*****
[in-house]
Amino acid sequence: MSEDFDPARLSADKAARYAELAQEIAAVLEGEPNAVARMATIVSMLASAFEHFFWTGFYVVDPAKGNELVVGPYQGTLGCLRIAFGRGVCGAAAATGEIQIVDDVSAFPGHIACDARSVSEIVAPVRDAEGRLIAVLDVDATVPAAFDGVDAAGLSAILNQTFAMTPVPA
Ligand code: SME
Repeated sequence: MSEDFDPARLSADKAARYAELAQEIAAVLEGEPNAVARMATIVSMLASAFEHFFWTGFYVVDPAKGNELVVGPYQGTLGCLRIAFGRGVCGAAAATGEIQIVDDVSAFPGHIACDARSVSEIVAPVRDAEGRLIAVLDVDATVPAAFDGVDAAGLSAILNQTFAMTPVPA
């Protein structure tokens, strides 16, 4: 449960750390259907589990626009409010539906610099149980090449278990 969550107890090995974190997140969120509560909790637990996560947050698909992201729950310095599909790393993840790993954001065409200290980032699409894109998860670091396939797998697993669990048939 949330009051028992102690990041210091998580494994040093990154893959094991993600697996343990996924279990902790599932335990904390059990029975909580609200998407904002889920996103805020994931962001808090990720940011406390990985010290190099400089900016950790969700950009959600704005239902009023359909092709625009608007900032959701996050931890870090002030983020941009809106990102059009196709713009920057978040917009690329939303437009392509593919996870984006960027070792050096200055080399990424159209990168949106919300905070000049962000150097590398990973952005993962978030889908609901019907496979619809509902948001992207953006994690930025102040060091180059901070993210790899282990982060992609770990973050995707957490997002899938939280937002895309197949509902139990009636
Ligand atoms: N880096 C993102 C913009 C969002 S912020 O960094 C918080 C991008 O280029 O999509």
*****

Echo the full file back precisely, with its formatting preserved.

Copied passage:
[in-house]
Amino acid sequence: MSEDFDPARLSADKAARYAELAQEIAAVLEGEPNAVARMATIVSMLASAFEHFFWTGFYVVDPAKGNELVVGPYQGTLGCLRIAFGRGVCGAAAATGEIQIVDDVSAFPGHIACDARSVSEIVAPVRDAEGRLIAVLDVDATVPAAFDGVDAAGLSAILNQTFAMTPVPA
Ligand code: SME
Repeated sequence: MSEDFDPARLSADKAARYAELAQEIAAVLEGEPNAVARMATIVSMLASAFEHFFWTGFYVVDPAKGNELVVGPYQGTLGCLRIAFGRGVCGAAAATGEIQIVDDVSAFPGHIACDARSVSEIVAPVRDAEGRLIAVLDVDATVPAAFDGVDAAGLSAILNQTFAMTPVPA
């Protein structure tokens, strides 16, 4: 449960750390259907589990626009409010539906610099149980090449278990 969550107890090995974190997140969120509560909790637990996560947050698909992201729950310095599909790393993840790993954001065409200290980032699409894109998860670091396939797998697993669990048939 949330009051028992102690990041210091998580494994040093990154893959094991993600697996343990996924279990902790599932335990904390059990029975909580609200998407904002889920996103805020994931962001808090990720940011406390990985010290190099400089900016950790969700950009959600704005239902009023359909092709625009608007900032959701996050931890870090002030983020941009809106990102059009196709713009920057978040917009690329939303437009392509593919996870984006960027070792050096200055080399990424159209990168949106919300905070000049962000150097590398990973952005993962978030889908609901019907496979619809509902948001992207953006994690930025102040060091180059901070993210790899282990982060992609770990973050995707957490997002899938939280937002895309197949509902139990009636
Ligand atoms: N880096 C993102 C913009 C969002 S912020 O960094 C918080 C991008 O280029 O999509």